Posts Tagged ‘woman’

Yesterday someone said the word “stranger” to L. This is a new word for him so he asked what it meant. I figured it might be a good time to introduce the concept of stranger danger, although part of me was loath to do it; I hate to take away his innocence, his awesome and naive view of the world. But I did it.

“A stranger is any person who you don’t know.”

“What if I just ask him his name? Then we’re friends?”

OK, different tack.

“What do you do if we’re out somewhere, like a mall or a fair, and you get lost?”

“I look around and mommy is maybe behind me.”

“I’m not behind you; you can’t find me.”

“Maybe I find Daddy instead.”

OK, different tack.

“If you get lost, and you can’t find mommy and you can’t find daddy, you should try to find another mommy and tell her that you are lost. Pick a lady who is with her kids. She’ll be a nice mommy who can help you.”

“A lady who isn’t with her kids is a bad mommy.”

“Uh, no, sometimes ladies go out without their kids… nevermind that. Just look for another mommy like me.”

“Or a daddy”

“No, not a daddy. Just a mommy.”


Ugh. I hate this. We went on to have a ridiculous conversation covering different places he might get lost. “What if I get lost in a tree?” “You’re not going to get lost in a tree.” “But what if I do?? Or, what if I get lost in a waterfall, or hay?”

I explained that if he can’t find another mommy, that he should go into a store and talk to the person who works there for help. His follow-up questions were so off the wall and off topic, it’s clear he has no idea what I’m talking about. Am I wrong to introduce this to a 3-year-old? Did I go about it the wrong way?

The whole thing has left a bad taste in my mouth and a pit in my stomach. How are we to manage letting our sweet (well, in this case anyway), innocent children out there into the world with all the creeps and sickos? Really, it’s too much to bear. How and when did you talk about this stuff with your kids?

Read Full Post »

When I was about 5 years old I went with my parents to pick out a new Irish Setter puppy. My memories of this day are little fuzzy, but I clearly remember my first encounter with the puppies. It seemed to me that there were hundreds of them and all of them were jumping up on me in frenetic, hyper, excited greetings. It was entirely overwhelming and hilarious. They were so cute and there were so many of them and they were so hyper!

That scene comes to mind whenever my family gets together. Between my sister and I, there are five kids: twin 5-year-old girls (Nieces 1&2), a 3-year-old boy (L), a 19-month-old boy (Nephew), and an 8-month-old girl (S). The five of them together under one roof is just like those wagging puppies. It is noisy, overwhelming, messy, wiggly, jumpy and cute. And I am struck with this terrifying thought: all of these children could belong to one family. The spacing is such that one woman could have borne them all. I’m happy I’m not that woman. If you are that woman, may your wine cellar be forever stocked.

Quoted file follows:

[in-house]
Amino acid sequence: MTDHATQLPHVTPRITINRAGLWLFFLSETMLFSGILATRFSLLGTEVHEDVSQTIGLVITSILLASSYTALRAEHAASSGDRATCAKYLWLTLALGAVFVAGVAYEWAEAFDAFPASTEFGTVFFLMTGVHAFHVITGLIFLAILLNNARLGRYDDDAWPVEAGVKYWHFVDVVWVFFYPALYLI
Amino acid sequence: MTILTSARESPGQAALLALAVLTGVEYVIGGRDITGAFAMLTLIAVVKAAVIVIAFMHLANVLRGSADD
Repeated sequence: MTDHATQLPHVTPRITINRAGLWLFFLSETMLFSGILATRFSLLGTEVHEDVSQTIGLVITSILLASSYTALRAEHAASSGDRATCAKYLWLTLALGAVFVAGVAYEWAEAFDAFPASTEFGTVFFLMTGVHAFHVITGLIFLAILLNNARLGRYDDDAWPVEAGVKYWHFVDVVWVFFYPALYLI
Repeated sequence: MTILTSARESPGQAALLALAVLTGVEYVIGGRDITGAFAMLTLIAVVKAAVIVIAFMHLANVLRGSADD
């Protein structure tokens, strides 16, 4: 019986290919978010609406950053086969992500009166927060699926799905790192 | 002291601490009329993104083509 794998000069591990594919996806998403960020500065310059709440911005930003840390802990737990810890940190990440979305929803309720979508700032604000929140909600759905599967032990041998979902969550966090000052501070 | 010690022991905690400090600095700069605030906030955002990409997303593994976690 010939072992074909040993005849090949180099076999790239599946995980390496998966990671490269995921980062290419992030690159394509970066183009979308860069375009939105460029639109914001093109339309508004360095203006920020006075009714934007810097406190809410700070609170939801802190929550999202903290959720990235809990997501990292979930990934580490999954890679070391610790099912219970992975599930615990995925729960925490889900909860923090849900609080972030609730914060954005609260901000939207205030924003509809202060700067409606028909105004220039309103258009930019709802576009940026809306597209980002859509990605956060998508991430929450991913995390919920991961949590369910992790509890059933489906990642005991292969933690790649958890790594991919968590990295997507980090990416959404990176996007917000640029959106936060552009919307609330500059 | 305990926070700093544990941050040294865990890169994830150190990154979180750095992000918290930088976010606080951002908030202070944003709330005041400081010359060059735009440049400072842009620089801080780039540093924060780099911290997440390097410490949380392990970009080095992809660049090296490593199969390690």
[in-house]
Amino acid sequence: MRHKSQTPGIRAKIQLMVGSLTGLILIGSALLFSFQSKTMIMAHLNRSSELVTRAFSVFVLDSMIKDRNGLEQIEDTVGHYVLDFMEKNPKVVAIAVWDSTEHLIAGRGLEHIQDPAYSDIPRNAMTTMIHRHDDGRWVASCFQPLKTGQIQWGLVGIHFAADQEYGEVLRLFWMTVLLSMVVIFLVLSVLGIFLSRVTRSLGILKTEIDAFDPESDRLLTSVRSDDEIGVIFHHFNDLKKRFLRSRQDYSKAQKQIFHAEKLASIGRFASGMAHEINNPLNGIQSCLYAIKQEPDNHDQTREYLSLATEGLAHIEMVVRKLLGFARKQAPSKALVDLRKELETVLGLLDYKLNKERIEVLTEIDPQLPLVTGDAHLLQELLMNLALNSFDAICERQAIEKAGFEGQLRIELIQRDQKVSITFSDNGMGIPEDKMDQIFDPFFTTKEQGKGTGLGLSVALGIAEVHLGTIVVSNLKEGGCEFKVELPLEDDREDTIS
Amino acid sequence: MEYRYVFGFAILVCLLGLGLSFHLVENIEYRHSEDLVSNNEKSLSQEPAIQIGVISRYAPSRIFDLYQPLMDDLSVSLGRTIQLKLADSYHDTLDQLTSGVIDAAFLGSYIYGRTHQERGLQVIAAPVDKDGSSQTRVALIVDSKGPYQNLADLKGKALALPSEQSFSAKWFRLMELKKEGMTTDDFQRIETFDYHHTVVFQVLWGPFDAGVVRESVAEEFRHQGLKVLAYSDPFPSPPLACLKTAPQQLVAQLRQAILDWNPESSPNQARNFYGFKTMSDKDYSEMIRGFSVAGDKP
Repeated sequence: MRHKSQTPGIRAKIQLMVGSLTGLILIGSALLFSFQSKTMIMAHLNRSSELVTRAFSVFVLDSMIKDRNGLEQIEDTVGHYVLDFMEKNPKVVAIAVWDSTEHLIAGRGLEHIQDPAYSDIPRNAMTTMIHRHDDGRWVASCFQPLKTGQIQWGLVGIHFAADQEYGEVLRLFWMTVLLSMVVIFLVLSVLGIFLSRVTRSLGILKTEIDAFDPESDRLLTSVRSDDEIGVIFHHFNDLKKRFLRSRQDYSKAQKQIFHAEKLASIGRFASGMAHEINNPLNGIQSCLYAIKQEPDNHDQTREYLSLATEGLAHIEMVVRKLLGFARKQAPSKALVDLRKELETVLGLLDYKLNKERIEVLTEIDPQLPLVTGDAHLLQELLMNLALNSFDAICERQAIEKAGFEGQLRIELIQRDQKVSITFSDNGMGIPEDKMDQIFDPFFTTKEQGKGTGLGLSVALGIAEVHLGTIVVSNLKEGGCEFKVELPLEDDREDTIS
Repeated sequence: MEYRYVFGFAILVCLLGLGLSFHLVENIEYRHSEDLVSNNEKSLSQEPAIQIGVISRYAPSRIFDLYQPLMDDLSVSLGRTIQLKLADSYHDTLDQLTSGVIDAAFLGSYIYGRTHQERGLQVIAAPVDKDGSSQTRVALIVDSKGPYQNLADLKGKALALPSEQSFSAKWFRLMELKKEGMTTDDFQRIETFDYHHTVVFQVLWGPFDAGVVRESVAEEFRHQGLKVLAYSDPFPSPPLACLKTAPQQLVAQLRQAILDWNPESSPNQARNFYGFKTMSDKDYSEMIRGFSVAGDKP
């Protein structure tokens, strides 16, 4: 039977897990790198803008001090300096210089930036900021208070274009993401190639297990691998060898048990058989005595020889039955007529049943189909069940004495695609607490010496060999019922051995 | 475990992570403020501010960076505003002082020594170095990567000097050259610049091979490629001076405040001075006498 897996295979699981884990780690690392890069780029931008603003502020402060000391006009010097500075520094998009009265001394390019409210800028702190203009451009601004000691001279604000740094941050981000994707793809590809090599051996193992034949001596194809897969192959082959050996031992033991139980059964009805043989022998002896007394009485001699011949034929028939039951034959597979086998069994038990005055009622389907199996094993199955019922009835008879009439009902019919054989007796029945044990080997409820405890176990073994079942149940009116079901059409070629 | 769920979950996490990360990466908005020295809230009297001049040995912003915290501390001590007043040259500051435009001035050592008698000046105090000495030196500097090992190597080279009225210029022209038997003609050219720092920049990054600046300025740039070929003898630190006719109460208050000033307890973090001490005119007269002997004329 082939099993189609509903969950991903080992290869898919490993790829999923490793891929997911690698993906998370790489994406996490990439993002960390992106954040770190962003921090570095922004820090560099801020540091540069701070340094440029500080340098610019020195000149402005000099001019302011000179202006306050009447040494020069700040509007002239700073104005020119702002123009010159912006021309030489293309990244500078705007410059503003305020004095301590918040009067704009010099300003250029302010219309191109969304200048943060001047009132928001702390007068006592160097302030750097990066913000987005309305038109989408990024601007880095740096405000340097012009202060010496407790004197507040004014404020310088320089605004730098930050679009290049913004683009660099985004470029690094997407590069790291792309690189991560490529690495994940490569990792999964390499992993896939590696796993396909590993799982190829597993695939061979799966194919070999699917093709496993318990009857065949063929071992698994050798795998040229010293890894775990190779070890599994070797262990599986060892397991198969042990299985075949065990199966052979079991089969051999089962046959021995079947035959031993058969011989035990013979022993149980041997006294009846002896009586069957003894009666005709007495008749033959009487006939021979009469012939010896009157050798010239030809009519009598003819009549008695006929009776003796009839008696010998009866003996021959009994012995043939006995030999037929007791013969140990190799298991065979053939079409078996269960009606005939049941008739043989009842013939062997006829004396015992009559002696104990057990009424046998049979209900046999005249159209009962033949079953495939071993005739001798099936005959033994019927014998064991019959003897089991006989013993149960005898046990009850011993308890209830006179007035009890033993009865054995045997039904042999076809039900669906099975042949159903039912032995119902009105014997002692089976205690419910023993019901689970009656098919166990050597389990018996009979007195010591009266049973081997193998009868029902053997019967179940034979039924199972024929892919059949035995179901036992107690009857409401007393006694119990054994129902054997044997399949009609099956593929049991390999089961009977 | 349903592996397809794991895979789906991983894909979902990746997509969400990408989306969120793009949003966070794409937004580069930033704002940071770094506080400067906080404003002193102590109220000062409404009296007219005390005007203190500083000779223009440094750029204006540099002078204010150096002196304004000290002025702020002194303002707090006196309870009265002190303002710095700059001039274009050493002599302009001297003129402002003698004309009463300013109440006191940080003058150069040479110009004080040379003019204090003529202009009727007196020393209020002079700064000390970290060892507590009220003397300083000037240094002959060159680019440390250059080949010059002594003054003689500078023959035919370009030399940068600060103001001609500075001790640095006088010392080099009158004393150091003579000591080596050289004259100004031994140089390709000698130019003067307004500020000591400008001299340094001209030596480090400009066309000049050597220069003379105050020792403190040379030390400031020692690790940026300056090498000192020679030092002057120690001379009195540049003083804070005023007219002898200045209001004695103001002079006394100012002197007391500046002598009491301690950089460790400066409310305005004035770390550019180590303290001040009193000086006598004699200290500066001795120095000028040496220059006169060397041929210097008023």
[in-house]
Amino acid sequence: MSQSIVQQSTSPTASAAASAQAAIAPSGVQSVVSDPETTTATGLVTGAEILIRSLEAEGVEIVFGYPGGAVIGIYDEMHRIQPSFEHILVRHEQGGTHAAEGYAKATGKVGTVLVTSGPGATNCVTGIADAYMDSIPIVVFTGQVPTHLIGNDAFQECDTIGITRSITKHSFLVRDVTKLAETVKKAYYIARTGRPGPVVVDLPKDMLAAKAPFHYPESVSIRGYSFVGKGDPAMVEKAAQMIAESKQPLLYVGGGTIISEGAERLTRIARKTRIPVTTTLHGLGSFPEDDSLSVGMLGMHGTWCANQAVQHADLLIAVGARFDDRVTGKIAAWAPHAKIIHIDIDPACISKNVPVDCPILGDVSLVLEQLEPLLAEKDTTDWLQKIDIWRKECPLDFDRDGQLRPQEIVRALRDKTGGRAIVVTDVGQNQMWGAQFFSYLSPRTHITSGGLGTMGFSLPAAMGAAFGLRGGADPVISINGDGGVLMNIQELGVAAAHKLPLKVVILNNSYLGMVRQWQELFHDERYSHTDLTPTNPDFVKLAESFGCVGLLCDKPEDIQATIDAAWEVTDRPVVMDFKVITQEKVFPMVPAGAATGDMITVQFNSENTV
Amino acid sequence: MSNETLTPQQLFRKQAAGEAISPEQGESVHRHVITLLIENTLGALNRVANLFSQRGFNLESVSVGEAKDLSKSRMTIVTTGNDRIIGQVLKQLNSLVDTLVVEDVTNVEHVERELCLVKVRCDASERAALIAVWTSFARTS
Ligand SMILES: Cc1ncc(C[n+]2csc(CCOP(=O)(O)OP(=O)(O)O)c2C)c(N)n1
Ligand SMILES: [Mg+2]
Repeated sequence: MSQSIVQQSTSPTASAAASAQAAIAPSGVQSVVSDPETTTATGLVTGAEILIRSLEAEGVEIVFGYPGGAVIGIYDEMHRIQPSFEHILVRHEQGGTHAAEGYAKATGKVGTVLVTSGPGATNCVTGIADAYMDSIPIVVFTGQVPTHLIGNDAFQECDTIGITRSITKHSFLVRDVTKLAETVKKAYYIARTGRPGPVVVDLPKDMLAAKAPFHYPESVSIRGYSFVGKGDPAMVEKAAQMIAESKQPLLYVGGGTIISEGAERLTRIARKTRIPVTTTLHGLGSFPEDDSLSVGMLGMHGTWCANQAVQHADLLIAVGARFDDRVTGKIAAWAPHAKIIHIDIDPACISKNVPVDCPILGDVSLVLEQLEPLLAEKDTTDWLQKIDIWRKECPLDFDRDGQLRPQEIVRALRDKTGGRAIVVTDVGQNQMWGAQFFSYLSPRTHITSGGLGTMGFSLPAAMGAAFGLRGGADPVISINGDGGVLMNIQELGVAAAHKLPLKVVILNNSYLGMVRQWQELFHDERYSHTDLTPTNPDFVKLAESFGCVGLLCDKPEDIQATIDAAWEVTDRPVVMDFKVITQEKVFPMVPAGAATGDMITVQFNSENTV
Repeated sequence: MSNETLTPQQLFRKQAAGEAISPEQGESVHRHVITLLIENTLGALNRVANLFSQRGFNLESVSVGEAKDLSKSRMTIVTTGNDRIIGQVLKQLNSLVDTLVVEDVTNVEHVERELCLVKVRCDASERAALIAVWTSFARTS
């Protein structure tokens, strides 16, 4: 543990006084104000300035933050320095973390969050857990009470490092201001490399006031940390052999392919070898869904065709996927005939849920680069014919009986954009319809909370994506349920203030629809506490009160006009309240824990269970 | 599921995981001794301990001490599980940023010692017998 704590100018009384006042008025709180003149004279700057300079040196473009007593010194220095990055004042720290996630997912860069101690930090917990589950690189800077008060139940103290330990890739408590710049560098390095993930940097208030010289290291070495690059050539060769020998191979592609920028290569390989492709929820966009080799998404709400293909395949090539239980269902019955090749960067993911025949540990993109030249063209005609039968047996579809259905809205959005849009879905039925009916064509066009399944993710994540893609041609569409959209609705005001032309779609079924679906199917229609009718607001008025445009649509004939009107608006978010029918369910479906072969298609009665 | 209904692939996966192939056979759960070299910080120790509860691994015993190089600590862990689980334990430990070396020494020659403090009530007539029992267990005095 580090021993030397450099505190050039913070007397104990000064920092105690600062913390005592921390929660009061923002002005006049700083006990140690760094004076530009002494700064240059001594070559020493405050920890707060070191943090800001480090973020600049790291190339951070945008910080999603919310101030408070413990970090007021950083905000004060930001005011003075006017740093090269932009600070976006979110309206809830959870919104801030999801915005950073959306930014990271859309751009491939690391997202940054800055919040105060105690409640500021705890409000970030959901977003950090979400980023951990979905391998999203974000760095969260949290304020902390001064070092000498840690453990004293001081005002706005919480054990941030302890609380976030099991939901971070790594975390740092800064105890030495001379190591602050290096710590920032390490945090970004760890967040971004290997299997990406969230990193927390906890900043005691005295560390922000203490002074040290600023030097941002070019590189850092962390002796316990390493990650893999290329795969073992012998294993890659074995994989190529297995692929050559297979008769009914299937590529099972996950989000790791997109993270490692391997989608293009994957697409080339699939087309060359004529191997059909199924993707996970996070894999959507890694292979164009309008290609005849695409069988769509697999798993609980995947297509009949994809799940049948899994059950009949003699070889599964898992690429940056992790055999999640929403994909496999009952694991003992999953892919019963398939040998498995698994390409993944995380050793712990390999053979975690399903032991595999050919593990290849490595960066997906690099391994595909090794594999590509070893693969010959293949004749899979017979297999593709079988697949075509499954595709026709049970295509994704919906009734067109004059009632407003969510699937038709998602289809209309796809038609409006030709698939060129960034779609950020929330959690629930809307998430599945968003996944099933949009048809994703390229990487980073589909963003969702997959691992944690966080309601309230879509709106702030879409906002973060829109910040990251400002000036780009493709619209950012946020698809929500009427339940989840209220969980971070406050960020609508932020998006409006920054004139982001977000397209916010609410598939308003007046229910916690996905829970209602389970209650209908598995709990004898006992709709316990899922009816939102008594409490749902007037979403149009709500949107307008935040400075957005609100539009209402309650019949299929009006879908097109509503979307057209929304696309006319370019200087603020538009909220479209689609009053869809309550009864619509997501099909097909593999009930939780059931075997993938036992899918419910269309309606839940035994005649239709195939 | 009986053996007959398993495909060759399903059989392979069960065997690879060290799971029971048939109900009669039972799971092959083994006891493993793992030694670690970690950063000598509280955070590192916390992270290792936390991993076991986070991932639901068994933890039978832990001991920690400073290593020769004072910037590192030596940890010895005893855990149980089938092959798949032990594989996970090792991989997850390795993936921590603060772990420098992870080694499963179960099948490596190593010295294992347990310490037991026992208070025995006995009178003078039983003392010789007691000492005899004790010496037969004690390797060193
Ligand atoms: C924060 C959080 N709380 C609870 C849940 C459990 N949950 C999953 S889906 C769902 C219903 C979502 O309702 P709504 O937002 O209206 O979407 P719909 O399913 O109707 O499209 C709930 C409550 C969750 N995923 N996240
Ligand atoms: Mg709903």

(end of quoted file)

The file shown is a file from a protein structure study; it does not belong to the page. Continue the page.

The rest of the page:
Back to Mother’s Day. My family is celebrating today at my parent’s place. Nana and T stayed home and are putting up sheet rock on my basement walls (did I mention that Nana is like a pioneer woman?). At this moment the kids are all in the kitchen wreaking some kind of havoc. The men, (my brother, brother-in-law and father,) are all crowded around my brother-in-law’s new iPad, entirely ignoring the kids. My sister is doing her best to ignore them too, and I’m hiding out in here on the computer. Leaving my mom to fend for her brood of grandchildren. Happy Mother’s Day, Mom!

We should all be catering to her, but we’re not. We can’t help ourselves. She’s our mom. If she’s in the room, my responsibility as chief-woman-in-charge is immediately relieved, same for my sister. With her in the room we know that our kids will be looked after, entertained, spoiled a bit and safe. I can briefly remove my mom-hat, the one that makes my brain constantly swirl with the current and impending needs of those around me. I can lose track of who peed when. It’s like a tiny vacation. (My before kids self is stunned that my after kids self thinks being in the next room from 5 very loud kids for a few minutes is a vacation.)

So, I need to remember this moment when I’m feeling unappreciated and unthanked; when L doesn’t realize that everything I do is for his benefit; when he calls me a bad mom just because he needs to wear shoes to go to the fair; when it is just taken for granted that I will have a plan, that I’ll have a snack in my bag, that I will know what to do, that I will have a band-aid, that I’ll know when small people need to pee, sleep and eat, that in my car there will be a change of clothes, drinks, food, a ball and a kite. I need to remember that as soon as my mom walks into the picture, I take for granted that she will hold all those responsibilities. The job of motherhood doesn’t end when our children are grown, or even when they have kids of their own. Once you start toting around snacks in your bag, you never stop.

Can you ever thank your mom enough? I’ve only been a mom for 3 years and already I know my kids can’t thank me enough. My mom’s been at it for nearly 40 years. And she’s damn good at it. Mom, I really do appreciate you, even if I’m too thoughtless to always show it. Thank you, thank you, thank you, thank you.

OK, I’ll come out of the relative peace of the computer room now and join in the chaos. Happy Mother’s Day!!

Read Full Post »

In the spring when L was 15 months old, we moved to a new town. Knowing nobody, I began my adventures in mommy-dating. I hated mommy-dating but it had to be done. Without a job to go to, I had no other way of meeting new people. If you’ve never had to mommy-date, consider yourself lucky.

Mommy-dating is just like real-dating, except the scene unfolds at the playground, (or supermarket, library, museum etc,)  instead of a bar. I paid a little more attention to my own appearance, and L’s, making sure we were both at least mostly clean. I’d scan the park for “attractive” moms. What makes a potential mom-friend attractive? Her kid needs to be approximately the same age as L. No matter how cool a mom of a 6 month old seems, there’s no way she’d want a playdate with my wild toddler. She needs to look kind of like me – I’m not going to be bffs with a fancy mom. So, with my sights set on new mom friends, I hit the “singles” scene.